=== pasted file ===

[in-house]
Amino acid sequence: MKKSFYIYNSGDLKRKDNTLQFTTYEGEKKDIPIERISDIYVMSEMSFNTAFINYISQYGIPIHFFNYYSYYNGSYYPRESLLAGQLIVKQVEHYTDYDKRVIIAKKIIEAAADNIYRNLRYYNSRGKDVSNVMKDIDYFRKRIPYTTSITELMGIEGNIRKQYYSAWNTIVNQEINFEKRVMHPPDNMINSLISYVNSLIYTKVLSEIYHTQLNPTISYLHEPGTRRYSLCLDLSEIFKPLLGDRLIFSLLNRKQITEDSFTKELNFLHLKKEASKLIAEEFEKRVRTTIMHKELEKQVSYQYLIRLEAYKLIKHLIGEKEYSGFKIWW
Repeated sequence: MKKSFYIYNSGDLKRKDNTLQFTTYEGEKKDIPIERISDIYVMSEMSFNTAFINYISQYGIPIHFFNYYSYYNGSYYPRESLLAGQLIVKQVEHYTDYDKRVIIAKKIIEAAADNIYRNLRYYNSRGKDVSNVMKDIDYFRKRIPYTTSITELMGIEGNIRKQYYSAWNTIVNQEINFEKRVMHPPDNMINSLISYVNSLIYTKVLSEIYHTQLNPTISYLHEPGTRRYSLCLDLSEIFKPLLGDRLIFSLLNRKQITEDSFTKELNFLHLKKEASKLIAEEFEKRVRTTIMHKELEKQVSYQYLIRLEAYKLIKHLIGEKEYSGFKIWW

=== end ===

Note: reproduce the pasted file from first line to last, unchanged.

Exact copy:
[in-house]
Amino acid sequence: MKKSFYIYNSGDLKRKDNTLQFTTYEGEKKDIPIERISDIYVMSEMSFNTAFINYISQYGIPIHFFNYYSYYNGSYYPRESLLAGQLIVKQVEHYTDYDKRVIIAKKIIEAAADNIYRNLRYYNSRGKDVSNVMKDIDYFRKRIPYTTSITELMGIEGNIRKQYYSAWNTIVNQEINFEKRVMHPPDNMINSLISYVNSLIYTKVLSEIYHTQLNPTISYLHEPGTRRYSLCLDLSEIFKPLLGDRLIFSLLNRKQITEDSFTKELNFLHLKKEASKLIAEEFEKRVRTTIMHKELEKQVSYQYLIRLEAYKLIKHLIGEKEYSGFKIWW
Repeated sequence: MKKSFYIYNSGDLKRKDNTLQFTTYEGEKKDIPIERISDIYVMSEMSFNTAFINYISQYGIPIHFFNYYSYYNGSYYPRESLLAGQLIVKQVEHYTDYDKRVIIAKKIIEAAADNIYRNLRYYNSRGKDVSNVMKDIDYFRKRIPYTTSITELMGIEGNIRKQYYSAWNTIVNQEINFEKRVMHPPDNMINSLISYVNSLIYTKVLSEIYHTQLNPTISYLHEPGTRRYSLCLDLSEIFKPLLGDRLIFSLLNRKQITEDSFTKELNFLHLKKEASKLIAEEFEKRVRTTIMHKELEKQVSYQYLIRLEAYKLIKHLIGEKEYSGFKIWW